Born 1946, Tealing, near Dundee, Scotland. Died London 1996
Suttie left school at 15 and went to London to become an actor deciding in the 1970s to become a potter instead and he joined the Ceramics course at Camberwell College of Arts and Crafts, London, in 1975. There he benefited greatly from contact with such contemporaries as Henry Pim, Sara Radstone and Ian Auld (the course director).
He graduated in 1979 and after Camberwell, Suttie immediately trained as teacher at Whitelands College, Putney 1979-80 later becoming an inspiring teacher to his many students at Morley College, South London.
Apart from a brief investigation of the possibilities of stoneware in the mid-1980s he used a red earthenware clay body formed into slabs that he hand built, layered, distorted and re-formed then finished by using glazes, enamels and lustres to create highly coloured dramatic pieces. Some have described his work as anthropomorphic and his work references traditional tableware: cups, spoons, and especially teapots as well as funerary objects and jewellery. Few have celebrated the plastic qualities of clay more effectively than Suttie in his mutated and multi-layered works.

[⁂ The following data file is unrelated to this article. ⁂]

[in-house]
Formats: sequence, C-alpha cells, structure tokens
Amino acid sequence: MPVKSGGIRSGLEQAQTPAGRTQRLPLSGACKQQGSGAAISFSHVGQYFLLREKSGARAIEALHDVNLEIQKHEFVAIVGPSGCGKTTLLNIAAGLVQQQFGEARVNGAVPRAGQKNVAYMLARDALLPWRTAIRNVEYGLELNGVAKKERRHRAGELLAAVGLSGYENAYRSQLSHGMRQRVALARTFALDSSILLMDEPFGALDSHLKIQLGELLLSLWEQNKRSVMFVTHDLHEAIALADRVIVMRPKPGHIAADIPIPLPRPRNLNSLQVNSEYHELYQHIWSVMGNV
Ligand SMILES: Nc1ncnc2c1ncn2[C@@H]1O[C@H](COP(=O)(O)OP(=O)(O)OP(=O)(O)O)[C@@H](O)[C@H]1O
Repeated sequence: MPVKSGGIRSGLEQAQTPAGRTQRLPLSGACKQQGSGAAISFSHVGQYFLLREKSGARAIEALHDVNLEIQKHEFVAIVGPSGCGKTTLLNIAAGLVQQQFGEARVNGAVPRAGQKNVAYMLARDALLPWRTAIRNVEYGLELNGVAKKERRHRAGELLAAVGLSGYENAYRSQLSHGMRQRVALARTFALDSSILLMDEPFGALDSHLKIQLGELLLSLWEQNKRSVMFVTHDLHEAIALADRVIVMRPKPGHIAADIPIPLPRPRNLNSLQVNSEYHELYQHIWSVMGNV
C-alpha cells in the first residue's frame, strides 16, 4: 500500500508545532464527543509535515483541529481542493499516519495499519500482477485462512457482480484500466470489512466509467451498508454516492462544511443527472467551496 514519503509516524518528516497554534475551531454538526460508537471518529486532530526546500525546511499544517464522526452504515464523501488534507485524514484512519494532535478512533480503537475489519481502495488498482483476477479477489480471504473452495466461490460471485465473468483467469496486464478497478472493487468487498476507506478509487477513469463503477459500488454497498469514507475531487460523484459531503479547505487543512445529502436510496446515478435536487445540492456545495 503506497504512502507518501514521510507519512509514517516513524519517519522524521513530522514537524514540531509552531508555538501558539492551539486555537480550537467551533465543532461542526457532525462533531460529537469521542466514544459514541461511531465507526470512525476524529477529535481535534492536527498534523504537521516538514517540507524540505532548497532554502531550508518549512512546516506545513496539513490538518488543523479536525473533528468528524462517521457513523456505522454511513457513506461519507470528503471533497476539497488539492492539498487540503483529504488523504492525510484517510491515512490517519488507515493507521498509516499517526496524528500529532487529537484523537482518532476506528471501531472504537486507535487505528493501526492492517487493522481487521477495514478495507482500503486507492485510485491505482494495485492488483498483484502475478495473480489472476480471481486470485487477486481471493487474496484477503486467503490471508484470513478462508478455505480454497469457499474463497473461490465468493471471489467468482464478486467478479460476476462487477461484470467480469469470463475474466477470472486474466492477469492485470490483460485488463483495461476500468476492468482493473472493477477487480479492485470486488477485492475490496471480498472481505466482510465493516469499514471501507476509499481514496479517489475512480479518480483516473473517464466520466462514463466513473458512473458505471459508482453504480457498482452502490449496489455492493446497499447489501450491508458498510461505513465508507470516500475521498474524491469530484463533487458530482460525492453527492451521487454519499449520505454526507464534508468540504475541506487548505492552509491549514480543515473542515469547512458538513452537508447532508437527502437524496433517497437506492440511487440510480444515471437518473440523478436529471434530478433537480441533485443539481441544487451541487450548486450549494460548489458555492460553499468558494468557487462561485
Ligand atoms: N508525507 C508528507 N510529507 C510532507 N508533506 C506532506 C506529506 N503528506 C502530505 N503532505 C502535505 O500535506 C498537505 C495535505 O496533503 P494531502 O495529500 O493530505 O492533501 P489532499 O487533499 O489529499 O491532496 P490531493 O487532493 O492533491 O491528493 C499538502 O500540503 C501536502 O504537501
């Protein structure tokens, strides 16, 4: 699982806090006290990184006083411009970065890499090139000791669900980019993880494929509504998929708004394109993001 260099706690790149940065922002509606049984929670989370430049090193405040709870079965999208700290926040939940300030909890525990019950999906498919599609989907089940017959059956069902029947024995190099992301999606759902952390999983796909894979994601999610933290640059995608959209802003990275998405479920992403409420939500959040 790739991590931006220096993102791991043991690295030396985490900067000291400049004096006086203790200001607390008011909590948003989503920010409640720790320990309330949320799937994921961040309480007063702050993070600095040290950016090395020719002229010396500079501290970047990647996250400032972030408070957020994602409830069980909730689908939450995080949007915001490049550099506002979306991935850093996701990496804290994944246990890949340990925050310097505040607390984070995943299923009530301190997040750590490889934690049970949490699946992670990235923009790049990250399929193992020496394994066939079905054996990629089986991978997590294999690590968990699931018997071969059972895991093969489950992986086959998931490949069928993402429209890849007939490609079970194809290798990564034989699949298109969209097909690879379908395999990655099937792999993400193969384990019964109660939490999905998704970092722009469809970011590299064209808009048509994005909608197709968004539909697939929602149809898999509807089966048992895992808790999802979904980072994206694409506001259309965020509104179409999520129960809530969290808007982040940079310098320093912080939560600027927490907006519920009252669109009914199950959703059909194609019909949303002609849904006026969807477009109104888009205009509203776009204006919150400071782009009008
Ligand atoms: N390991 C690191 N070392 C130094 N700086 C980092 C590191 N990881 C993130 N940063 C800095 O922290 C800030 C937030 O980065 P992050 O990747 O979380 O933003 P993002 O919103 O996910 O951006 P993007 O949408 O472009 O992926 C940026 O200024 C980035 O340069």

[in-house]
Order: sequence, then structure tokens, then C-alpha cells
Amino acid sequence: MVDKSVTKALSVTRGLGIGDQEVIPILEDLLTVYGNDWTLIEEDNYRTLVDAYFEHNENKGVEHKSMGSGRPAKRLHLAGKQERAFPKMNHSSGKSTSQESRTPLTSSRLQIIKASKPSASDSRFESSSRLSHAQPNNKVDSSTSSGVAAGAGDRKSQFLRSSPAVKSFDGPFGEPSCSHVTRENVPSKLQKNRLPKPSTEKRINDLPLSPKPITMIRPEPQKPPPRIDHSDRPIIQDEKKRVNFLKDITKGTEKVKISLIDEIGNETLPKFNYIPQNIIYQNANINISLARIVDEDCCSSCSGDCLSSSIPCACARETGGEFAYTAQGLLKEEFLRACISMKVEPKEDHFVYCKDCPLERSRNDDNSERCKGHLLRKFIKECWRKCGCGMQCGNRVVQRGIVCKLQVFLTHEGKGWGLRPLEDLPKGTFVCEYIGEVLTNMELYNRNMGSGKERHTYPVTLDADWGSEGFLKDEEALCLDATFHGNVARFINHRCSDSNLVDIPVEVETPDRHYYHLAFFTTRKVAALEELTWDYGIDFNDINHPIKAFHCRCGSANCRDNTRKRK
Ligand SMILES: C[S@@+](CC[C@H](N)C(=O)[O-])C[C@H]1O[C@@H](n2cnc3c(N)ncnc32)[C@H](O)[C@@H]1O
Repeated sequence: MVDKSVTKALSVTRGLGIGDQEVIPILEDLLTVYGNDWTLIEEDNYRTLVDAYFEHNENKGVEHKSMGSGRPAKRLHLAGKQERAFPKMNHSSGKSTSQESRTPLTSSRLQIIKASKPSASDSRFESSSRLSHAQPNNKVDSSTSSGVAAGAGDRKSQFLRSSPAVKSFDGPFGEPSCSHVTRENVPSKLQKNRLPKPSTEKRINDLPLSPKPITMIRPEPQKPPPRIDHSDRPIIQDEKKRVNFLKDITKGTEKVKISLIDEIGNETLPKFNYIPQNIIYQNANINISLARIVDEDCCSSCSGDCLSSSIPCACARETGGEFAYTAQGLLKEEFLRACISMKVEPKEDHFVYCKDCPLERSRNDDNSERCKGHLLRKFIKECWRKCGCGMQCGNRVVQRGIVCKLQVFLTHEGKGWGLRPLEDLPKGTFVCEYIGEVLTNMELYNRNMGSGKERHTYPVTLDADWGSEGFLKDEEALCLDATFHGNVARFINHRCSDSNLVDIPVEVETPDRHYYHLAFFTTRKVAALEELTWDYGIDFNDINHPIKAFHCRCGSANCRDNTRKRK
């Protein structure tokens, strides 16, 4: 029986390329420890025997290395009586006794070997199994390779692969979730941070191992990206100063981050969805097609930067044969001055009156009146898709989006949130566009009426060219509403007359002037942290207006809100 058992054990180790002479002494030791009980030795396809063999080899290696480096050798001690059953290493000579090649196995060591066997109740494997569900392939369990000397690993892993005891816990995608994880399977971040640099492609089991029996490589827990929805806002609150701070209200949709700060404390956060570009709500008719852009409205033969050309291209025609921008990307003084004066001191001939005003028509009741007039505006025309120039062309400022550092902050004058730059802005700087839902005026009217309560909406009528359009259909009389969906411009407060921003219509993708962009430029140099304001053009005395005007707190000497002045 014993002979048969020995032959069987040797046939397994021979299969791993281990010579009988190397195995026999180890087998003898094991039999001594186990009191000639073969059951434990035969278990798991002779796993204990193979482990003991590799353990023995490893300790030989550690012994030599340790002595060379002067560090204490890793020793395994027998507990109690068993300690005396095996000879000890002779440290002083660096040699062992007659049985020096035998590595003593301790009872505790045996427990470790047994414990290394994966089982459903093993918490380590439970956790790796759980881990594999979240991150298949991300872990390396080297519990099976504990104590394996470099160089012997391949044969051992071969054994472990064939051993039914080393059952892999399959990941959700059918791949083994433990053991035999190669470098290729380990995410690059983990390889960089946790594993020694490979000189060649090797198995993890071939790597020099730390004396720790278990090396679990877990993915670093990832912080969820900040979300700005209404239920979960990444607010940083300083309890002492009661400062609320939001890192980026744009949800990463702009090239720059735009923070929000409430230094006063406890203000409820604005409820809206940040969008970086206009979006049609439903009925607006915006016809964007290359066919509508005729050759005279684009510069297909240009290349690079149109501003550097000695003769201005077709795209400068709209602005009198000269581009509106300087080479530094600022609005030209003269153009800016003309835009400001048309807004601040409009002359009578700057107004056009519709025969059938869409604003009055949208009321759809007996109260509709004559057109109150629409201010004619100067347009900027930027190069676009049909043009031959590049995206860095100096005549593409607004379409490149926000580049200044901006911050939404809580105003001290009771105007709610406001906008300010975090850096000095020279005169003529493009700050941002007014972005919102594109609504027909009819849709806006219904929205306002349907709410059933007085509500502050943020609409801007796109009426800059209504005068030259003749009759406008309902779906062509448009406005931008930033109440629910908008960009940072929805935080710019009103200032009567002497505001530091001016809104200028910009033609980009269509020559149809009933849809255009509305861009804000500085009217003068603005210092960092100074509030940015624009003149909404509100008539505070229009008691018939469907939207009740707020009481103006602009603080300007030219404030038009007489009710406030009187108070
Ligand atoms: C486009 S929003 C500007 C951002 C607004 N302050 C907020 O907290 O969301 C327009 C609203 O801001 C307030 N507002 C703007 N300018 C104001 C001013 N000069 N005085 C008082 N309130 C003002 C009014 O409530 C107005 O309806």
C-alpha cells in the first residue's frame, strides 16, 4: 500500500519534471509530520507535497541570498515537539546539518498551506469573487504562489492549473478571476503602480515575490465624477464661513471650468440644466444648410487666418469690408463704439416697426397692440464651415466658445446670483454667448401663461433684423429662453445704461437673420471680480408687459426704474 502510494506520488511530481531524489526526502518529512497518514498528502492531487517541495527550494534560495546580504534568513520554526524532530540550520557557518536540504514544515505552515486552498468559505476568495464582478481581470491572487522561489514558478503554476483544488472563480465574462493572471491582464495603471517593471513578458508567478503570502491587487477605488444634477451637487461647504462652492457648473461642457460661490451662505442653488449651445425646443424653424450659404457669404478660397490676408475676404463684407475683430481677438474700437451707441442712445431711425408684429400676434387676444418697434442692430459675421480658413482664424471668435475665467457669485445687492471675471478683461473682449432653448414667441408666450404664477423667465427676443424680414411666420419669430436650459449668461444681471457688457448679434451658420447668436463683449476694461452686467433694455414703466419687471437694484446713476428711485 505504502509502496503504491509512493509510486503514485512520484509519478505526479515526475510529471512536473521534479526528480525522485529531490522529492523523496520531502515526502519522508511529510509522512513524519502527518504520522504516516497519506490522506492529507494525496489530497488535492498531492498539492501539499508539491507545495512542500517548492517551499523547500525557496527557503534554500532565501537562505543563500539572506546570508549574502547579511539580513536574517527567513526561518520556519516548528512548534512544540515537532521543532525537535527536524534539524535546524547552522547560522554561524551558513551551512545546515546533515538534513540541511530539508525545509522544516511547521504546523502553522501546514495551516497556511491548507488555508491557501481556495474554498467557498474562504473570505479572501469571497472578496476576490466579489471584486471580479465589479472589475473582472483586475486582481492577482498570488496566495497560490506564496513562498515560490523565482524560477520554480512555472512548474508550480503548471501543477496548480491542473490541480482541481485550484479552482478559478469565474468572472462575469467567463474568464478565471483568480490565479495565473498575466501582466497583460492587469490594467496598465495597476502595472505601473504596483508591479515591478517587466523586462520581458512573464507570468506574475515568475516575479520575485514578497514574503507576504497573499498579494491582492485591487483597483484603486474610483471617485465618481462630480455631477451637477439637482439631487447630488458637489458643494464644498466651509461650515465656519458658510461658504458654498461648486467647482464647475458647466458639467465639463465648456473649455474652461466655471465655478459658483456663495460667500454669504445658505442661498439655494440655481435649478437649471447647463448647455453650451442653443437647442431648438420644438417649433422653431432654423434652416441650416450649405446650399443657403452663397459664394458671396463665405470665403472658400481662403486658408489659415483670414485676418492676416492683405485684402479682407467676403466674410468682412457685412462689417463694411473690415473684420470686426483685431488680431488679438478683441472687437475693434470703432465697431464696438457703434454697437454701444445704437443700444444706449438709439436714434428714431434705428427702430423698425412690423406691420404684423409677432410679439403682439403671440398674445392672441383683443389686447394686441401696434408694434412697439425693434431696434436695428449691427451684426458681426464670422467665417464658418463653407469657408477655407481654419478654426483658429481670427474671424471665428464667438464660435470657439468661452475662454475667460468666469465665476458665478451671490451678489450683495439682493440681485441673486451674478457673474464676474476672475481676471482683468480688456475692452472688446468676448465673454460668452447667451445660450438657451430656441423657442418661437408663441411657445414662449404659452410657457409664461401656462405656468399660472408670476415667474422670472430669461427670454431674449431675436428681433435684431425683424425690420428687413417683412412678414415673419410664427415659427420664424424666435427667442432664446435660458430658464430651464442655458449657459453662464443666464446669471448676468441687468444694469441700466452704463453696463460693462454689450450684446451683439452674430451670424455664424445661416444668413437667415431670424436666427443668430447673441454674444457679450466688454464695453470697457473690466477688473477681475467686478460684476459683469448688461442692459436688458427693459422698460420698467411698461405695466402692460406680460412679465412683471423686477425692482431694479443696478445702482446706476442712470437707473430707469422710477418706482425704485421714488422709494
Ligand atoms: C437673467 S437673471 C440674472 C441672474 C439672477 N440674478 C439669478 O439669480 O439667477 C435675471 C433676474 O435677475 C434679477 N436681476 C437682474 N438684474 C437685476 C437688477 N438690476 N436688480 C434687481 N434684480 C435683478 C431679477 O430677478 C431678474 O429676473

From 1990 his work was on are larger scale, and he created simpler more architectural pieces but with no less attention to detail.
His work has not lost resonance and was included in the Crafts Council touring exhibition Deviants 2007-2008.
His work is in public collections including Birmingham Museums and Art Gallery, The Ulster Museum, Northern Ireland and the Arizona State University Ceramics Research Center Collection